Cummins Inc. (CMI), is an industrial giant with a strong competitive advantage.
The company designs, manufactures, distributes, and services diesel and natural gas engines, electric and hybrid powertrains, and related components worldwide.
It operates through five segments: Engine, Distribution, Components, Power Systems, and New Power.
Cummins is trading at a low forward multiple, but we remain neutral in the short-term because we believe we may be able to get a better entry point. (See Cummins stock charts on TipRanks)
Measuring Its Competitive Advantage
We can measure Cummins’ competitive advantage by comparing its earnings power value to the value of reproducing the business. Earnings power value is measured as adjusted EBIT after tax, divided by the weighted average cost of capital, and reproduction value can be measured using total asset value. If earnings power value is higher than reproduction value, then a company is considered to have a competitive advantage.
Cummins’ average EBIT margin over the past five years was 10.4%. Using its revenue for the last 12 months, its adjusted EBIT is as follows:
$23.2 billion x 0.104 = $2.41 billion
Using a marginal tax rate of 22%, the after tax adjusted EBIT is $1.88 billion.
Cummins’ weighted average cost of capital is 6.8%. The earnings power value is $27.65 billion ($1.88 billion divided by 0.068).
Finally, its total asset value is $22.61 billion. As a result, Cummins has a competitive advantage because its earnings power value is greater than the reproduction value of the business.
Growth Catalysts, Risks
Cummins is currently trading at 15.3 times earnings and approximately 11.5 times forward earnings.
Since the company is cyclical, it’s more sensitive to business cycles. As a result, its P/E ratio tends to mostly hover between 10 to 20. However, Cummins does generate a lot of free cash flow which it regularly uses for dividends and buybacks.
The company’s share count continues to decrease every year as a result of the buybacks. This means that earnings per share will increase even if earnings stay flat. The increased EPS leads to a higher share price even if the P/E ratio stays in the same historical range.
In fact, Cummins’ EPS remained relatively flat from 2011 to 2016 despite seeing earnings decline over that same period. The stock mostly trended up during that time period nonetheless, although it did so with a lot of volatility. This demonstrates the impact that share buybacks can have.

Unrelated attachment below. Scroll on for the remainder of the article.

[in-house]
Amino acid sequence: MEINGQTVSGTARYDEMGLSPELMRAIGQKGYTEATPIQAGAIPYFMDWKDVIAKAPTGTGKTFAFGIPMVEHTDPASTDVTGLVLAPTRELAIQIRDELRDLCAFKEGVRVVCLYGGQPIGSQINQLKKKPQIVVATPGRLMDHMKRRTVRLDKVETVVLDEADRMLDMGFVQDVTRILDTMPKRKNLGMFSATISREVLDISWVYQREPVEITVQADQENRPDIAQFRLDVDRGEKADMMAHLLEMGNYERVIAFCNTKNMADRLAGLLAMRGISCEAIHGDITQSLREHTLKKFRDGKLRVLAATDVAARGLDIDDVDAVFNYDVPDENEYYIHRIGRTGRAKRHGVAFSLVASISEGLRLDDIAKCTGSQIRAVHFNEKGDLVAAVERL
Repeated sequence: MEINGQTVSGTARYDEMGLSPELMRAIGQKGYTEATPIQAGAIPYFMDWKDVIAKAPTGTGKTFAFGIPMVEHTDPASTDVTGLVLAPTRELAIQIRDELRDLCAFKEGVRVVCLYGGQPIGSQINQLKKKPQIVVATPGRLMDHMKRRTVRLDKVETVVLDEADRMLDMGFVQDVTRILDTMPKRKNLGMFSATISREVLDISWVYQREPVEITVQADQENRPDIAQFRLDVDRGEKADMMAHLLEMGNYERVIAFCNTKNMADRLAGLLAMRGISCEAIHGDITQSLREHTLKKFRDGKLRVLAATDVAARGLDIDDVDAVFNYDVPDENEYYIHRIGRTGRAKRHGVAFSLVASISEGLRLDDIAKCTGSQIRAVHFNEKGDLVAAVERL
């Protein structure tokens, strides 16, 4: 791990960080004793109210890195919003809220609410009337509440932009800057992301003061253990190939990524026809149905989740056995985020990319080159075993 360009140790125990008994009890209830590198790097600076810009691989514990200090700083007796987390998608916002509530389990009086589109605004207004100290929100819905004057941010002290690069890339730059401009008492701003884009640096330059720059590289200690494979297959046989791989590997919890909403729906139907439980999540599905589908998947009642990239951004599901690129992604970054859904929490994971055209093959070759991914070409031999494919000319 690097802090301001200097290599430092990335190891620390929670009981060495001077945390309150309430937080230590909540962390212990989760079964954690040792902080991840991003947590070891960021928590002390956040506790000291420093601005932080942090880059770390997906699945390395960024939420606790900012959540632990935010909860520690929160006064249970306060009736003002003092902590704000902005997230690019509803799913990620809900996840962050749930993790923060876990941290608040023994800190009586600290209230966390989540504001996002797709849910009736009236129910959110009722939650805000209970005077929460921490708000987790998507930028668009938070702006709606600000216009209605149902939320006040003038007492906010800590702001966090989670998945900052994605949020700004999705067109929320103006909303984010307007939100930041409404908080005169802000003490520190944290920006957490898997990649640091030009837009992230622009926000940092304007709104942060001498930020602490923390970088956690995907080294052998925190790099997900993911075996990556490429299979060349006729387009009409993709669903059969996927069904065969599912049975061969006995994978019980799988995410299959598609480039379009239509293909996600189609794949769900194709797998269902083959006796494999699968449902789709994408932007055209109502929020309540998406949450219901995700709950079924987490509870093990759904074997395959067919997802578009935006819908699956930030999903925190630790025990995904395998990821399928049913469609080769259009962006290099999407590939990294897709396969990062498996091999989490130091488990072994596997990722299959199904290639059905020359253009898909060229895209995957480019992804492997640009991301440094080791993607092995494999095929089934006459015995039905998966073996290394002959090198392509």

Another growth catalyst for Cummins is its participation in developing new technology that uses green energy. In particular, the company is focusing on hydrogen energy. It’s already powering some trains in Europe with its fuel cells, in addition to other applications, ranging from grocery trucks to the first PEM electrolyzer in the United States.
However, like many manufacturers these days, Cummins is vulnerable to supply chain disruptions that lead to uncertainties about the company’s operations.
On top of that, increased costs of raw materials may impact the company’s margins if it’s not able to pass on the expense. In addition, there is always the cyclical risk that is associated with the industry.
Wall Street’s Take
Turning to Wall Street, Cummins has a Moderate Buy consensus rating, based on four Buys and five Holds assigned in the past three months. The average Cummins price target of $278.67 implies 27.1% upside potential.
Cummins is undoubtedly an industry leader, with a measurable competitive advantage.
However, given the cyclical nature of the industry, a stock like Cummins produces the best returns after a cyclical sell-off. The stock has been on a downward trend for months now, and it’s possible that we are nearing a bottom.
Unless you can stomach a lot of volatility, it’s better to wait for momentum to pick up towards the upside before entering industrial stocks.
Disclosure: At the time of publication, Stock Bros Research did not have a position in any of the securities mentioned in this article.
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